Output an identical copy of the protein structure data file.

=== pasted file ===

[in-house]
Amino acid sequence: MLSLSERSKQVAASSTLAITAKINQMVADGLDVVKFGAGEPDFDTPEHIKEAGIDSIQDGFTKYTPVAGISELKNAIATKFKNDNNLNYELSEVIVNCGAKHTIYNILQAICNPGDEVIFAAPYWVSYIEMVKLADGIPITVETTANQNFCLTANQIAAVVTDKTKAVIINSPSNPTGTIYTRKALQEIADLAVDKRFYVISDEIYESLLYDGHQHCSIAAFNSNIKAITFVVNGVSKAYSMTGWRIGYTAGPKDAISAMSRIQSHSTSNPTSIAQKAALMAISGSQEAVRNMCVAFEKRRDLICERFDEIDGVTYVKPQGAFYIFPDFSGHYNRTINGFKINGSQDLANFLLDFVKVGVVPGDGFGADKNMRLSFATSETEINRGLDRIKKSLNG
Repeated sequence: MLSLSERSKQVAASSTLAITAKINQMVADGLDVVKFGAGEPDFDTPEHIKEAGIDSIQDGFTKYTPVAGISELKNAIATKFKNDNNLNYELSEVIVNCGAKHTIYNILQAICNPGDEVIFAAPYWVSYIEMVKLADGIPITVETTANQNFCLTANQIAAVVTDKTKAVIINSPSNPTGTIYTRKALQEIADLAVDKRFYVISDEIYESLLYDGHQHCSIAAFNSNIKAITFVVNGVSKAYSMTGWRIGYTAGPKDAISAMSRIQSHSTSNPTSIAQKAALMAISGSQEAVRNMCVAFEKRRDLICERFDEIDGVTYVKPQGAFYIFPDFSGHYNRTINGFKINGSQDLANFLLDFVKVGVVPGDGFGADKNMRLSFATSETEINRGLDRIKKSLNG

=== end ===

[in-house]
Amino acid sequence: MLSLSERSKQVAASSTLAITAKINQMVADGLDVVKFGAGEPDFDTPEHIKEAGIDSIQDGFTKYTPVAGISELKNAIATKFKNDNNLNYELSEVIVNCGAKHTIYNILQAICNPGDEVIFAAPYWVSYIEMVKLADGIPITVETTANQNFCLTANQIAAVVTDKTKAVIINSPSNPTGTIYTRKALQEIADLAVDKRFYVISDEIYESLLYDGHQHCSIAAFNSNIKAITFVVNGVSKAYSMTGWRIGYTAGPKDAISAMSRIQSHSTSNPTSIAQKAALMAISGSQEAVRNMCVAFEKRRDLICERFDEIDGVTYVKPQGAFYIFPDFSGHYNRTINGFKINGSQDLANFLLDFVKVGVVPGDGFGADKNMRLSFATSETEINRGLDRIKKSLNG
Repeated sequence: MLSLSERSKQVAASSTLAITAKINQMVADGLDVVKFGAGEPDFDTPEHIKEAGIDSIQDGFTKYTPVAGISELKNAIATKFKNDNNLNYELSEVIVNCGAKHTIYNILQAICNPGDEVIFAAPYWVSYIEMVKLADGIPITVETTANQNFCLTANQIAAVVTDKTKAVIINSPSNPTGTIYTRKALQEIADLAVDKRFYVISDEIYESLLYDGHQHCSIAAFNSNIKAITFVVNGVSKAYSMTGWRIGYTAGPKDAISAMSRIQSHSTSNPTSIAQKAALMAISGSQEAVRNMCVAFEKRRDLICERFDEIDGVTYVKPQGAFYIFPDFSGHYNRTINGFKINGSQDLANFLLDFVKVGVVPGDGFGADKNMRLSFATSETEINRGLDRIKKSLNG